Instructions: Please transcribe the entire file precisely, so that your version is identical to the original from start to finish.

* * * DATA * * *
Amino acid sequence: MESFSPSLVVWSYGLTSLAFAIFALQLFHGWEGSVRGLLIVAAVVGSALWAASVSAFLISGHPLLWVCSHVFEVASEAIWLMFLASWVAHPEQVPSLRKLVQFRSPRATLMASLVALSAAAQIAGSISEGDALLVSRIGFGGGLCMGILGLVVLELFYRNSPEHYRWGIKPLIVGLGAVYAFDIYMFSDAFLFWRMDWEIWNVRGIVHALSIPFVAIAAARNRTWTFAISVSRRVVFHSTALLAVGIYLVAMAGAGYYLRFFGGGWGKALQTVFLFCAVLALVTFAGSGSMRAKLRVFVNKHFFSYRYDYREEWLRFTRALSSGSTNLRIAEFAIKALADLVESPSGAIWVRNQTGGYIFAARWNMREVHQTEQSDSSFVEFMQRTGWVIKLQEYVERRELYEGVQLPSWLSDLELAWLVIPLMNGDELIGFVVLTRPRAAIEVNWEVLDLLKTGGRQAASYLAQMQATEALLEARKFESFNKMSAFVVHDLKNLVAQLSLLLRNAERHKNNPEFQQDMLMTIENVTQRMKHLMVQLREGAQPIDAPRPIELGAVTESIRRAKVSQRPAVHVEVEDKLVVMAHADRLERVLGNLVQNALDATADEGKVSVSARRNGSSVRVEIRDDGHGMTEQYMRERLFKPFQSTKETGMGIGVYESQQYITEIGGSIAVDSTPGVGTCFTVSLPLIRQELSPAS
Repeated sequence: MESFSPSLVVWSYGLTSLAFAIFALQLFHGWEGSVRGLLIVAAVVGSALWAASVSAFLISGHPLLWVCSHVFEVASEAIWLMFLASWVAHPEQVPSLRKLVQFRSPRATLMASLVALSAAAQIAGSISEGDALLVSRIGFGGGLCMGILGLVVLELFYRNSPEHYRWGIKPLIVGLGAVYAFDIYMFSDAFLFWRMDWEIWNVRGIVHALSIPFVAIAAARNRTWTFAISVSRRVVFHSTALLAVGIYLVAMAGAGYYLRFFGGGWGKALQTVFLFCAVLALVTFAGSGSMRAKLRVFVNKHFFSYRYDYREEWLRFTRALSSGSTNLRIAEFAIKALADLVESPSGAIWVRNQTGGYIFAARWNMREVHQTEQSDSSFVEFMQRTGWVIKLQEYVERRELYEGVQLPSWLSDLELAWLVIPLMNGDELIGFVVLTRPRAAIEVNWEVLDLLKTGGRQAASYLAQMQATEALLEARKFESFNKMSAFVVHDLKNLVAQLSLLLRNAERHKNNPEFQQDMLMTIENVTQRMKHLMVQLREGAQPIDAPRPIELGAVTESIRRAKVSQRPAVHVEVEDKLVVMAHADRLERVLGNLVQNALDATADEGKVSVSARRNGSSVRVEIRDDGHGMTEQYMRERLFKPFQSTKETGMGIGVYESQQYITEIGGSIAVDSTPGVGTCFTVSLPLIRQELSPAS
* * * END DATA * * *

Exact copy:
Amino acid sequence: MESFSPSLVVWSYGLTSLAFAIFALQLFHGWEGSVRGLLIVAAVVGSALWAASVSAFLISGHPLLWVCSHVFEVASEAIWLMFLASWVAHPEQVPSLRKLVQFRSPRATLMASLVALSAAAQIAGSISEGDALLVSRIGFGGGLCMGILGLVVLELFYRNSPEHYRWGIKPLIVGLGAVYAFDIYMFSDAFLFWRMDWEIWNVRGIVHALSIPFVAIAAARNRTWTFAISVSRRVVFHSTALLAVGIYLVAMAGAGYYLRFFGGGWGKALQTVFLFCAVLALVTFAGSGSMRAKLRVFVNKHFFSYRYDYREEWLRFTRALSSGSTNLRIAEFAIKALADLVESPSGAIWVRNQTGGYIFAARWNMREVHQTEQSDSSFVEFMQRTGWVIKLQEYVERRELYEGVQLPSWLSDLELAWLVIPLMNGDELIGFVVLTRPRAAIEVNWEVLDLLKTGGRQAASYLAQMQATEALLEARKFESFNKMSAFVVHDLKNLVAQLSLLLRNAERHKNNPEFQQDMLMTIENVTQRMKHLMVQLREGAQPIDAPRPIELGAVTESIRRAKVSQRPAVHVEVEDKLVVMAHADRLERVLGNLVQNALDATADEGKVSVSARRNGSSVRVEIRDDGHGMTEQYMRERLFKPFQSTKETGMGIGVYESQQYITEIGGSIAVDSTPGVGTCFTVSLPLIRQELSPAS
Repeated sequence: MESFSPSLVVWSYGLTSLAFAIFALQLFHGWEGSVRGLLIVAAVVGSALWAASVSAFLISGHPLLWVCSHVFEVASEAIWLMFLASWVAHPEQVPSLRKLVQFRSPRATLMASLVALSAAAQIAGSISEGDALLVSRIGFGGGLCMGILGLVVLELFYRNSPEHYRWGIKPLIVGLGAVYAFDIYMFSDAFLFWRMDWEIWNVRGIVHALSIPFVAIAAARNRTWTFAISVSRRVVFHSTALLAVGIYLVAMAGAGYYLRFFGGGWGKALQTVFLFCAVLALVTFAGSGSMRAKLRVFVNKHFFSYRYDYREEWLRFTRALSSGSTNLRIAEFAIKALADLVESPSGAIWVRNQTGGYIFAARWNMREVHQTEQSDSSFVEFMQRTGWVIKLQEYVERRELYEGVQLPSWLSDLELAWLVIPLMNGDELIGFVVLTRPRAAIEVNWEVLDLLKTGGRQAASYLAQMQATEALLEARKFESFNKMSAFVVHDLKNLVAQLSLLLRNAERHKNNPEFQQDMLMTIENVTQRMKHLMVQLREGAQPIDAPRPIELGAVTESIRRAKVSQRPAVHVEVEDKLVVMAHADRLERVLGNLVQNALDATADEGKVSVSARRNGSSVRVEIRDDGHGMTEQYMRERLFKPFQSTKETGMGIGVYESQQYITEIGGSIAVDSTPGVGTCFTVSLPLIRQELSPAS